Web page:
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In the Zone 

The New Orleans Hospitality Zone was originally announced in November 2011 by Mayor Mitch Landrieu in anticipation of an unprecedented series of major tourism events that would culminate in the 2013 Super Bowl. As originally unveiled, the zone encompassed a wide swath from the Superdome through the Warehouse District and CBD, down through the French Quarter and Marigny Triangle just past Frenchmen Street. Landrieu, City Council members and tourism officials promised to clean up the area in the coming year — something that's sorely needed — and New Orleans Police Chief Ronal Serpas was instructed to "enforce all the laws on the books" in the zone. All in all, it sounded like a good plan.

  But, as is always the case, the devil is in the details. As originally proposed, Senate Bill 573 by New Orleans Sen. Ed Murray would place management of the proposed zone under a new entity called the New Orleans Hospitality and Entertainment District (not to be confused with the zone itself). The district's 10 commissioners would include six from the hospitality industry and four appointed by Landrieu — "all of whom shall have substantial business interests related directly to tourism in the hospitality zone," according to the bill. Non-business interests and residents were not part of the original bill. That was a major defect.

  The board would be authorized to collect an additional 1.75 percent hotel tax in the zone, with the first 1.5 percent being split between the New Orleans Tourism Marketing Corporation (TMC) and the New Orleans Convention and Visitors Bureau (CVB). If the remaining .25 percent tax were levied, it would go to "the district in furtherance of its purposes" — presumably for infrastructure, lighting and public safety. An additional .25 percent (quarter-penny) tax on food and beverages and a 1 percent tax on hotel overnight parking in the Hospitality Zone would also go to the district rather than the marketing boards.

  The legislation initially provided that all contracts let by the District would have to go to public bid, but only after the 2013 Super Bowl, an idea that rightly aroused suspicion. Quarter and Marigny residents, who were not consulted before the plan was drafted, likewise balked at what they saw as a high-handed attempt to remake their neighborhoods without public input. At a May 7 public meeting, representatives of French Quarter Citizens, Vieux Carre Property Owners, Residents and Associates, the Historic Faubourg Treme Association and the Faubourg Marigny Improvement Association (FMIA) all spoke against the plan. The Marigny group asked to be excluded from the zone.

  Now the bill is poised to change significantly — we think for the better. A series of amendments, which could be considered in committee this Thursday (May 17), would split the 1.75 percent hotel tax revenues evenly among the CVB, the TMC and the city. Marigny has been removed from the zone, which now stops at Esplanade Avenue. And the appointed commissioners would become an Advisory Committee to help the city decide how to spend its share of the funds. The new board would grow from 10 to 14; instead of four mayoral appointees, it would have three — a deputy mayor, a French Quarter resident and a hotelier. Equally important, the committee would be subject to the state's open meetings and public records laws.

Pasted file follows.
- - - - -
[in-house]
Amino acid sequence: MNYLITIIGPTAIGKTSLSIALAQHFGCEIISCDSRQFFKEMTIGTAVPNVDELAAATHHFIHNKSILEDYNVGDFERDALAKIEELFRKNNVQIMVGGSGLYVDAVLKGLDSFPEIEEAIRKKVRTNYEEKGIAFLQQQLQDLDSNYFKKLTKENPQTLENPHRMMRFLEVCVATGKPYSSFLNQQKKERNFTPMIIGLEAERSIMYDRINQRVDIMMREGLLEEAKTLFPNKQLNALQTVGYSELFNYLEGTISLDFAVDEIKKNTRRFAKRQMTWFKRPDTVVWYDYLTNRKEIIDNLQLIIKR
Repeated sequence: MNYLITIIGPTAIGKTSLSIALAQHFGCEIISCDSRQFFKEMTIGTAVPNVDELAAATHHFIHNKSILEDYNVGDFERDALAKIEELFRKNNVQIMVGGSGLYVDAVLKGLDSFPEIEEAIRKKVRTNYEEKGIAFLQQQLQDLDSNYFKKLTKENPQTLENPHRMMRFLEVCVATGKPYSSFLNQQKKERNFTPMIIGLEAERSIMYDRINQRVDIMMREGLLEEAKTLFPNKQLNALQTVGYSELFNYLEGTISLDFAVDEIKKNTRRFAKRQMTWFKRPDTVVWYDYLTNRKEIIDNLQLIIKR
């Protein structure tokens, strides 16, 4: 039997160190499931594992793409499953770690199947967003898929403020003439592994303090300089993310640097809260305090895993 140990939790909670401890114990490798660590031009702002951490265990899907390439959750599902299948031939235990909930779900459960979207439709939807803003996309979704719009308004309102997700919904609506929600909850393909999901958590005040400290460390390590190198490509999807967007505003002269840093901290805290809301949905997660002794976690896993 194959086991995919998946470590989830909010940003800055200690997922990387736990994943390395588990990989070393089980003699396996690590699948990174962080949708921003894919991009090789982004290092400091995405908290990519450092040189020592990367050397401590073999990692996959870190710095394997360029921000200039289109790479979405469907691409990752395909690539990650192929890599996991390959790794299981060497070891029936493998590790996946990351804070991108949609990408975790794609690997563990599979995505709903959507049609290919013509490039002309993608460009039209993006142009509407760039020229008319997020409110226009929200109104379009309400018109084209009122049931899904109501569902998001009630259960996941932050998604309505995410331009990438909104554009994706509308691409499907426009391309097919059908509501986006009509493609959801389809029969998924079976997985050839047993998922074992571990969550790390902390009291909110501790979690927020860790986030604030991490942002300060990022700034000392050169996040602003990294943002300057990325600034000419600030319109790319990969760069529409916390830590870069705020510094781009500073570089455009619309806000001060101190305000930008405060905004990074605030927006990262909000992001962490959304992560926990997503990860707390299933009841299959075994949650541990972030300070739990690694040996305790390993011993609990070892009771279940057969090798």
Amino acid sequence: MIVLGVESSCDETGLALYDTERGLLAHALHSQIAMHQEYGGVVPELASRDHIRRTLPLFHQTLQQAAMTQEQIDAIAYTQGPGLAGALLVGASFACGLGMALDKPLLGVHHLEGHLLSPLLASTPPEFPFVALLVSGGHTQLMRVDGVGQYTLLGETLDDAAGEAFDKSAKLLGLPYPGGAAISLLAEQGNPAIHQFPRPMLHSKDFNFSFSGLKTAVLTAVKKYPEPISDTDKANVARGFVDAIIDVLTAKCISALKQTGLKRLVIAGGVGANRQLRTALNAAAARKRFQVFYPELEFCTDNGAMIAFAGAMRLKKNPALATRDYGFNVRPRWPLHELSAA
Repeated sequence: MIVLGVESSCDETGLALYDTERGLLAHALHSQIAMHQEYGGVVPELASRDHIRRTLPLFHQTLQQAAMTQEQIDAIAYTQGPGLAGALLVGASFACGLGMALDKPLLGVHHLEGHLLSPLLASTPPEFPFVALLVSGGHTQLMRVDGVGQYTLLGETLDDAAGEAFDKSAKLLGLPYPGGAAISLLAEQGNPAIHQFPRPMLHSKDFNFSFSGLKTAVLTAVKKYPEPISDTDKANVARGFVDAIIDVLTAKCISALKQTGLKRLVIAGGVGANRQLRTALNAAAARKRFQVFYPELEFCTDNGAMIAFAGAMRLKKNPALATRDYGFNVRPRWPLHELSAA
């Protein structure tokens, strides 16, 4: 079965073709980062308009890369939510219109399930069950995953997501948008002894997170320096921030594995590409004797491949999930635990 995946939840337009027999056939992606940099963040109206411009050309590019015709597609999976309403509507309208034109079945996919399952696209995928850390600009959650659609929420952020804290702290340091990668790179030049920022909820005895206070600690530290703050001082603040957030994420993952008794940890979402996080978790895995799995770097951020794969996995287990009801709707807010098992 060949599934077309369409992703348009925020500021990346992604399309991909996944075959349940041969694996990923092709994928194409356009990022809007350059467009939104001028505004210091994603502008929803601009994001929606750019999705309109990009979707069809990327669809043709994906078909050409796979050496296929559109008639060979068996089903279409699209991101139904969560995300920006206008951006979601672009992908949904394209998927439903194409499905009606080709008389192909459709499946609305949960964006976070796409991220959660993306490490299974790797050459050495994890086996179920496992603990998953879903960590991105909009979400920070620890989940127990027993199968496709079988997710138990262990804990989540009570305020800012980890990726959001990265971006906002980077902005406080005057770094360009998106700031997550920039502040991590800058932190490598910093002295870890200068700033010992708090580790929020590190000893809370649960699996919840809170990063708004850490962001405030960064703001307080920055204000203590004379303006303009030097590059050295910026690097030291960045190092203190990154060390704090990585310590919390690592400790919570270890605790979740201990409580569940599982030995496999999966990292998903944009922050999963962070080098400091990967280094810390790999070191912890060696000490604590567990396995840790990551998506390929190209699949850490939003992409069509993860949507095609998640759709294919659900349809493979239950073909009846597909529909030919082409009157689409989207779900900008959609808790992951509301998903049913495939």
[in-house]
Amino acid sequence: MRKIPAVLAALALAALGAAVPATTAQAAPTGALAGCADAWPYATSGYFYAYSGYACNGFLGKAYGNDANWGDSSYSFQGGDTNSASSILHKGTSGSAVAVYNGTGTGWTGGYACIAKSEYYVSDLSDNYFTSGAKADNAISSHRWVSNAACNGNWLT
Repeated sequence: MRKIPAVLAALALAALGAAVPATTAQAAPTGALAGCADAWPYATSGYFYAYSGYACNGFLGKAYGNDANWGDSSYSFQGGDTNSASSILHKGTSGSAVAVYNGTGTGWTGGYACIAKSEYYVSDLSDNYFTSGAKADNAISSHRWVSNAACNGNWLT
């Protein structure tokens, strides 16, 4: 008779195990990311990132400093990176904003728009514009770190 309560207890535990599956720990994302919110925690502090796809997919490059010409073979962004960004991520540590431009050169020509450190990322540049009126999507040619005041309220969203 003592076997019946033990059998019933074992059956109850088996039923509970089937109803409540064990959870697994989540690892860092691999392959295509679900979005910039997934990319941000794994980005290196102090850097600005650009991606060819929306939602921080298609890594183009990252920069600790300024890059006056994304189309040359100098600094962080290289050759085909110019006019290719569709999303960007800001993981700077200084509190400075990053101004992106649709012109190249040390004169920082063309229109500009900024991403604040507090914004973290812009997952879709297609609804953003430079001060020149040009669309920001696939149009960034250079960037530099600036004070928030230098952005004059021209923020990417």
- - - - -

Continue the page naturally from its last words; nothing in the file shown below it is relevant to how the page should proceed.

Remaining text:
One part of the plan that has not changed is the immediate infusion of $40 million in improvements between now and Super Bowl Sunday. Three-fourths of that $40 million would come from the Ernest N. Morial Convention Center board by way of its cash surplus; another $10 million would come from the city via federal Community Development Block Grants. That's a lot of money for much-needed street and sidewalk repairs as well as improved drainage, signage, lighting and landscaping.

  Landrieu says the improvements will be seen in all corners of the zone, particularly the French Quarter. The zone's expanded tax base will bring millions more every year. The hotel tax is expected to yield more than $12.8 million a year; the hotel overnight parking tax, $300,000; the quarter-penny food and beverage tax, $1.75 million; and an additional 1.75 percent hotel tax at the Hyatt Regency, $1 million. That's a total of almost $15.9 million a year for the zone.

  The legislative session ends June 4. That leaves lawmakers, the hospitality industry, City Hall and residents little time to resolve lingering issues. We think the proposed amendments address the most pressing concerns, and we hope that going forward all "stakeholders" will be included in discussions of the Hospitality Zone — because it's also a residential zone.


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